How to identify your weaknesses (and turn them into strengths)

We get asked all the time about our weaknesses but do you know what yours really are? And how do you go about addressing them?
Jessica Murray
Jessica Murray
identifying weaknesses

It’s that tricky interview question you’re never quite sure how to answer when in an interview for your first graduate job… What are you weaknesses? There’s always that temptation to pick something which isn’t actually a weakness and in fact makes you look good. “Oh, sometimes I think I’m a bit too punctual”.

In actual fact, this isn’t what employers are looking for. Everyone has their weaknesses, even the biggest CEO’s in the world, and acknowledging these weaknesses and rectifying them is the real key to success. If you sit there in your interview and act like you’re perfect, the recruiter will see right through it.

So how do you identify what your weaknesses are? And how do you go about improving them? These steps below should help you spot those flaws and tackle them appropriately.

Think about your career

The first thing to do is to think about what skills you actually need. I mean, I’m rubbish at maths but since my job involves writing all day long, this doesn’t really matter. Similarly, there’s no point in stressing about the fact that your grammar isn’t up to scratch when your job is all numbers and spreadsheets.

So do some research into your career and what skills employers are looking for. We’ve also got loads of advice on this in the DebutLive tab of the app, so take a look. Make a list of the top skills you’ll need and work from there

Then look in the mirror


Once you’ve figured out what kind of skills you need, take to take a good long look at yourself and decide which skills you think you’ve mastered. People often throw buzzwords like communication, team work, leadership and interpersonal skills into a job application, but stop and think about whether you do actually possess these skills.

Think about feedback you’ve received, whether it’s been at school or university, or as part of a team. If people have called you out on something, what was it for? It’s easy to get defensive about this sort of thing and try and blame someone else, but often you can pinpoint some part of your behaviour which is at fault too.

You might also want to try asking someone you trust – it could be a friend, family member or tutor – if they could (constructively) pinpoint some weaknesses for you. An outside opinion always helps.

Some other questions you might want to ask:

  • What tasks do you leave until last on your to-do list?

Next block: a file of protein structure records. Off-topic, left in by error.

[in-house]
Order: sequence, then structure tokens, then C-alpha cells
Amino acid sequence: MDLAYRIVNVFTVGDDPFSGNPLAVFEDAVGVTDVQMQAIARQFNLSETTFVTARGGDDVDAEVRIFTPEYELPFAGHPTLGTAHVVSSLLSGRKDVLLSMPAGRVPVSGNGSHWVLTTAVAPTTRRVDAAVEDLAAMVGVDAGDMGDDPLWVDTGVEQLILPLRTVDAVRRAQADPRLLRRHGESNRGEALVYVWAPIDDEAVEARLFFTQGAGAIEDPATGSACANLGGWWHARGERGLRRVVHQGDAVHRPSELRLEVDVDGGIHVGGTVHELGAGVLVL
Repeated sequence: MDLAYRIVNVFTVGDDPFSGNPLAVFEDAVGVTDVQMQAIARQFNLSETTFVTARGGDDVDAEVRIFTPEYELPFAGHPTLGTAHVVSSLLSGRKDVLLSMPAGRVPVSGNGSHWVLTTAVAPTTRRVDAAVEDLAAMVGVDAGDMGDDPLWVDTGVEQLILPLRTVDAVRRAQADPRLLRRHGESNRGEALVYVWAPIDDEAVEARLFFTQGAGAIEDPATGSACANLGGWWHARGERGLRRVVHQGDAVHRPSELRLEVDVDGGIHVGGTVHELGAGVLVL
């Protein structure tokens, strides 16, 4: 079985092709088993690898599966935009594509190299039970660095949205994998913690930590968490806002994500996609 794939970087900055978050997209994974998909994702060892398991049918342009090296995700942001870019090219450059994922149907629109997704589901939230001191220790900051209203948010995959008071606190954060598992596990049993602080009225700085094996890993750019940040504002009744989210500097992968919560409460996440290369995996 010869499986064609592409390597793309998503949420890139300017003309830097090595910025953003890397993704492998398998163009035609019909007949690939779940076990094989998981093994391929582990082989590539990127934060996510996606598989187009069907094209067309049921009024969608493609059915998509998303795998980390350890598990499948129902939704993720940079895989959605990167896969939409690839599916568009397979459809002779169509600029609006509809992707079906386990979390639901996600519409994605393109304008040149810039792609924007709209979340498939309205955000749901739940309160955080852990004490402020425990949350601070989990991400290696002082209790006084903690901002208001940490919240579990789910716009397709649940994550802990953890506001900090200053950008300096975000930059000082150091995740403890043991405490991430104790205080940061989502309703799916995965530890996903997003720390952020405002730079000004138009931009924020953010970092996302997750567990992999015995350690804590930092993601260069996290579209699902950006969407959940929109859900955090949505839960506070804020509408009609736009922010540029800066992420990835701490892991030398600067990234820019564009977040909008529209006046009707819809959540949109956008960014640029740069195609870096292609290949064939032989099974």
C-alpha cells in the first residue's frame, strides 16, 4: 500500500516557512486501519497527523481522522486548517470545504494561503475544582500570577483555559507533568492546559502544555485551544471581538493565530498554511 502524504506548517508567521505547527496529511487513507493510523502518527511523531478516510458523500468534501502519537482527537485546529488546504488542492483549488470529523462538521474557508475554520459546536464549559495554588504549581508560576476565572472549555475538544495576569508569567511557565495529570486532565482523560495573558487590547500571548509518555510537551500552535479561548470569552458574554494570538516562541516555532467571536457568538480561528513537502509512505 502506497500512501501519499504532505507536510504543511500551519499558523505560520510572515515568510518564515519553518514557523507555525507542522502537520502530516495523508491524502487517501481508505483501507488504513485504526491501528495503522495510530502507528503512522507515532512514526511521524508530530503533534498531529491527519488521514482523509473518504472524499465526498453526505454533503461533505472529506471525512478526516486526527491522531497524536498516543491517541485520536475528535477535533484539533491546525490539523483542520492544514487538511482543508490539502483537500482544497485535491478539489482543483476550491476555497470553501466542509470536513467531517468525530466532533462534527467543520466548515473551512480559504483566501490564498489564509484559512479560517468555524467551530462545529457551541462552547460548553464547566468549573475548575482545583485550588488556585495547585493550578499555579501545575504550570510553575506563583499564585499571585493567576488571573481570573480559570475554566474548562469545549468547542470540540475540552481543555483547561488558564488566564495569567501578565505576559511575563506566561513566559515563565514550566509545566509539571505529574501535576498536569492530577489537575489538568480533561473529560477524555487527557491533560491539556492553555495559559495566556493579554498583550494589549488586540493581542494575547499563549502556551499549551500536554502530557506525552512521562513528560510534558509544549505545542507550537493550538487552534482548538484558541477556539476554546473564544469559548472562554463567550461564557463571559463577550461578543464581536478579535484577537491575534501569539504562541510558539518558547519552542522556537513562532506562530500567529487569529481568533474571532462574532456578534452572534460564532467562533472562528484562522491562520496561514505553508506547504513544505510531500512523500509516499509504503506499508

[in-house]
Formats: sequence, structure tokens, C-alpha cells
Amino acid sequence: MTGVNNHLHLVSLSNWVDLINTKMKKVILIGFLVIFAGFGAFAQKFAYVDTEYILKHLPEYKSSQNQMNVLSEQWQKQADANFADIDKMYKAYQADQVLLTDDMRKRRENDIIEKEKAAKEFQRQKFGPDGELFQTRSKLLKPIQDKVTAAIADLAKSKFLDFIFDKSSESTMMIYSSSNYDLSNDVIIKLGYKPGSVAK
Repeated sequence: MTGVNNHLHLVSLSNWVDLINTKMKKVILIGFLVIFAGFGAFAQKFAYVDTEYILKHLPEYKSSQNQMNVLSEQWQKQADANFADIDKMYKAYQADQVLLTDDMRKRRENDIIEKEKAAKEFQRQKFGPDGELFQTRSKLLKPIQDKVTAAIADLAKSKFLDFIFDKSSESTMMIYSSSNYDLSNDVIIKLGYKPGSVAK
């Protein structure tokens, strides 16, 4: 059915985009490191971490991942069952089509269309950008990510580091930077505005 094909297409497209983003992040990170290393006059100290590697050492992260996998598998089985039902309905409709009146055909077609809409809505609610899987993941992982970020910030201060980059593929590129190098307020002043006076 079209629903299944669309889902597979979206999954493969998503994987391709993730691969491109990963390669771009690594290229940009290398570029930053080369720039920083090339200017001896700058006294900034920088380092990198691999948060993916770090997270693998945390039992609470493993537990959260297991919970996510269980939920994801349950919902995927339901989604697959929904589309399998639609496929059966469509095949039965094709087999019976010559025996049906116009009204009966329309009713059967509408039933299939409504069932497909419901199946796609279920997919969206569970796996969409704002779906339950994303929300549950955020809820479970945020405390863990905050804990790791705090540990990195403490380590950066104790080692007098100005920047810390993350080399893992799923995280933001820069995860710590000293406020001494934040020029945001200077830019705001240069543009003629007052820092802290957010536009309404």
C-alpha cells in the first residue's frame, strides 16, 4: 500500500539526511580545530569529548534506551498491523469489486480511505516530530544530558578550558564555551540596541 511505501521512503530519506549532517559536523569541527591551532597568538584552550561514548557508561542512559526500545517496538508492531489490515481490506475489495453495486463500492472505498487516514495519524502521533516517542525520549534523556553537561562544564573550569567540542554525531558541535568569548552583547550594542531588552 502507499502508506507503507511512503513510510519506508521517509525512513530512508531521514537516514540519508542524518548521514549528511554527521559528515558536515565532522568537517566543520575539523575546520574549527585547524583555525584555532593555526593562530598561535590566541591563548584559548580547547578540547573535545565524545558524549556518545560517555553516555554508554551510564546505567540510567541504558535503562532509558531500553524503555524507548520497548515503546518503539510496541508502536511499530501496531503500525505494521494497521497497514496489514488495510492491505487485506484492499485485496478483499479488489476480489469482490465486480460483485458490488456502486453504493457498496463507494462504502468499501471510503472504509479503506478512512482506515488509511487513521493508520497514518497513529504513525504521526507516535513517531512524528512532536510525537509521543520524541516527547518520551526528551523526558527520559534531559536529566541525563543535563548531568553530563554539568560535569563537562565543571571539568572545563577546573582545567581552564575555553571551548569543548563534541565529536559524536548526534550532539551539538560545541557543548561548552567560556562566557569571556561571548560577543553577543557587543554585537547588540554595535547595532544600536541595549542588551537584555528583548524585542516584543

• What drains your energy?
  • When do you have to ask for help?

These should all help you to start painting an accurate and honest picture of yourself that you can actively work to improve on.

Hard vs. soft

And no, we’re not talking about Brexit here. All skills can be divided up in to hard and soft skills. A hard skill is a practical skill like playing an instrument or being able to code. A soft skill is more abstract and related to your personality, so things like communication, emotional intelligence and leadership will all fall under the soft skills category.

In essence, most hard skills can be learnt by anyone, although they’ll probably take a fair bit of time and dedication, whereas soft skills are more closely linked to your innate personality, and are harder to develop if you don’t naturally possess that skill. Categorising your weaknesses into hard and soft skills will help you to more effectively figure out a plan of action for improving them.

Take a personality test


The world of personality tests is complicated and tricky to navigate. What’s legit and what isn’t? The Myers-Brigg personality test is one of most well known ones, although it’s validity has been called into question, and The Big Five Personality traits test is now more often referred to. This rates your personality in five key areas: openness, conscientiousness, extroversion, agreeableness and neuroticism; giving you a percentage score in each.

While you should of course take these with a pinch of salt, as a few tick box questions are not an accurate representation of someone’s personality, they’re a good way of making you think about your personality and how you react to certain things.

How to turn weaknesses around

Once you’ve established what your weaknesses are, and which skills are necessary for the industry you want to work in, you need to go about turning these weaknesses into strengths. If you’re lacking in a hard skill – coding, for example – there’s nothing stopping you from learning right away.  Soft skills can be trickier though; if you’re an introverted person, you might struggle with public speaking or interpersonal skills. If you’re consciously aware of your weaknesses, you’ve already taken the first major step towards addressing them, but there’s a couple of extra things you can do to ensure your weaknesses don’t hold you back from thriving at work:

  • Compensate with organisation. If you’re not good at exerting your opinion in meetings, or presenting your work to the team, prepare as much as you possibly can in advance to make up for it. You need to to work harder to fill in your skills gaps.
  • Practice makes perfect. It’s easy to shrink away from the things you don’t feel so confident with, but the more you try it, the better you’ll get. If you’re scared of networking, the only way you’ll get better at it is by putting yourself out there and giving it a go.
  • Use the people around you. If you’re able to recognise your weakness, there’s no shame in calling on the people around you to help you out. Look at the people in your team, and if there is someone you think would be better at doing a particular task than you, ask them to give you a hand.

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(Feature image: Marvel Studios)

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